In the November 2009 monthly report from the German Wikimedia Pavel Richter reports on the project "Generation 50+". As he has done in the past, he uses the term Senioren (senior citizens) synomously for this group.

Let me translate the lemma for you:

Senior citizens

  • are seldom constrained by time restrictions imposed by working life
  • make independent purchasing decision and have a sophisticated purchasing behavior that is different from the younger generation
  • learn differently
  • suffer more often from and are susceptible to sickness, especially old-age diseases (see Geriatrics)

Well, Pavel, the current age for retirement is on its way from 65 to 67, and not all of us over 50 are out of work. We may make wiser decisions when purchasing goods and learn differently (i.e. not through YouTube et al), but I don't think you want to be calling us all susceptible to sickness.

Is there any way I can convince you to rename this project? And focus on something other than age? Like life experience? Discrimination on account of age is not allowed by law in Germany any more, you know.


The Priesthood

Recently it seems that in discussions with computer science people about political issues I often hear the statement "They just don't understand X!". And of course, this is true - the majority of people on this planet just don't understand computers and computing. And they don't really get why and how some systems work.

Are they stupid? No, of course not! I can't fix my car motor and I don't even want to think about trying brain surgery. But I am a computer scientist, so it is my job to explain to people how things work. Repeatedly, if necessary.

But it appears that many in my field feel themselves to be members of some technologically elite priesthood. The know the magic incantations to bring printers to life, find lost files, discover the answers to important questions and to weave intricate applications for solving some problem (hopefully without introducing new problems). And they like it this way - they don't really want the rest of the world to be able to deal with computers, after all, that would put them out of a job, wouldn't it? And it is fun to make jokes about the "lusers".

I am reminded on a book by Ted Nelson, the father of hypermedia, called Computer Lib. It was published in 1974 (right, that is not a typo. And wow, these are selling used for serious money, I better take care of mine). The first paragraph:

Any nitwit can understand computers, and many do. Unfortunately, due to ridiculous historical circumstances, computers have been made a mystery to most of the world. And this situation does not seem to be improving. You hear more and more about computers, but to most people it's just one big blur. The people who know about computers often seem unwilling to explain things or answer your questions. Stereotyped notions develop about computers operating in fixed ways -- and so confusion increases. The chasm between laymen and computer people widens fast and dangerously. [...] This book is therefore devoted to the premise that EVERYBODY SHOULD UNDERSTAND COMPUTERS."
Well said Ted, but unfortunately, it doesn't look like people were paying attention. 35 years later, this is still very true.

Nelson introduced the word "Cybercrud", defined as "putting things over on people using computers."

If I look closely at the current relevancy debate surrounding the Wikipedia, I see the same mechanism. There is the priesthood of the active people behind the Wikipedia (admin or not). They understand the baroque system (more or less) that has been built that is rather scary for new users. Oh, they complain about too much to do and very few new people, but is it any wonder? They make it so difficult to join the priesthood. And in a way, they have created "PediaCrud". I'll define that as "putting things over on people using the Wikipedia".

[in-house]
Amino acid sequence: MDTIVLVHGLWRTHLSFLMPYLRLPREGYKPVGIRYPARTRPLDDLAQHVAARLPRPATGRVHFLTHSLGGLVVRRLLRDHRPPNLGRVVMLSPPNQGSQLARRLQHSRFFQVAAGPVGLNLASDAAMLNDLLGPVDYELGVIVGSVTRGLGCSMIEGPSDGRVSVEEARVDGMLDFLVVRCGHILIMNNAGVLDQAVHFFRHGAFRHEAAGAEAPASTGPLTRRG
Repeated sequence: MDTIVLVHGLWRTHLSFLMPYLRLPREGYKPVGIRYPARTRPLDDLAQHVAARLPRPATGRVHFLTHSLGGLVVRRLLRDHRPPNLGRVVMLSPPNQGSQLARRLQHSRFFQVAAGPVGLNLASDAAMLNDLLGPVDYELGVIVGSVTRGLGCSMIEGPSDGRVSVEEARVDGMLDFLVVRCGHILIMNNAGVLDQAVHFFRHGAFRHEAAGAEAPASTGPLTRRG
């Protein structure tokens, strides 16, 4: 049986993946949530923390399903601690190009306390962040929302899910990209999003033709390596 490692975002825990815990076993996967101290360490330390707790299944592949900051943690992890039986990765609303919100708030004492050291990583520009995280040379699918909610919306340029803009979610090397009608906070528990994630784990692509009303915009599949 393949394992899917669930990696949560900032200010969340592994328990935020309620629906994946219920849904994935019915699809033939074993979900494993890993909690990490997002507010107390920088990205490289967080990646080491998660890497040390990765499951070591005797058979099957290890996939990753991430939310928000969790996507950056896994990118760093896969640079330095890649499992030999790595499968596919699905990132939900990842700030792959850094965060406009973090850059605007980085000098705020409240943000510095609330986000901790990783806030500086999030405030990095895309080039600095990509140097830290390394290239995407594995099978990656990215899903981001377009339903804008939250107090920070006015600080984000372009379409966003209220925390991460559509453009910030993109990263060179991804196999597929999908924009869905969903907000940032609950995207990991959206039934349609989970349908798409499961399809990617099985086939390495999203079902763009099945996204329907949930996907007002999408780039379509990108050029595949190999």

This includes all the trolls, who deface the Wikipedia just because they can. It includes the people who write lengthy novels for a lemma, instead of breaking it into a dozen or so more manageable chunks. It includes the deleters who want to keep the Wikipedia "clean" and "relevant".

But what about the users of the Wikipedia? Why do they come, millions a second, to the Wikipedia? What are they looking for? No, they don't want to read a 25 page treatise on Prussia. An encyclopedia (even the EB) strives to give people a quick overview of the lemma, and points to places to get more information, if necessary.

The users want a fast system that is pretty good. They want a system that is easy to use. They don't care about the authors or how the article was written. They just want to know more about a term they picked up somewhere. And many are willing to contribute their mite for the general good. But they don't want to have to register YetAnotherUserName with YetAnotherPassword and fuss with a system and then when they push save maybe discover that there is a concurrent user editing the same page.

The Wikipedia must get better - in usability. The Wikipedia must get better - in broader coverage, lemmata in areas that are not broadly covered. The Wikipedia authors must learn to edit, work with the texts and get them tighter, cleaner, more neutral, better verified.

Above all, they have to get away from the notion that they are somehow the high priests of Wiki-hood. Or the apostate, pointing fingers at the priests and taunting them. Quit wasting your energy on fighting and get down to writing.

[Idea developed during an interview with a Spiegel writer about the Wikipedia Wars.]


Ethics and Computing

Well, welcome to all the Wikipedia surfers! My daily readership jumped from an average of 80 a day to 900+ in just the evening hours of Monday. And as anonymous said (I know which anonymous you are!!), that rather kills my semi-anonymity. Whatever. I'm still blogging here as WiseWoman, because it is my private blog, as opposed to all the other blogs I run in my real name. I've had to get ScribeFire installed on my Firefox to deal with them all.

So here's a plug for my book (in German) about Ethics and Computing, which just got published:

Gewissensbisse Ethische Probleme der Informatik. Biometrie – Datenschutz – geistiges Eigentum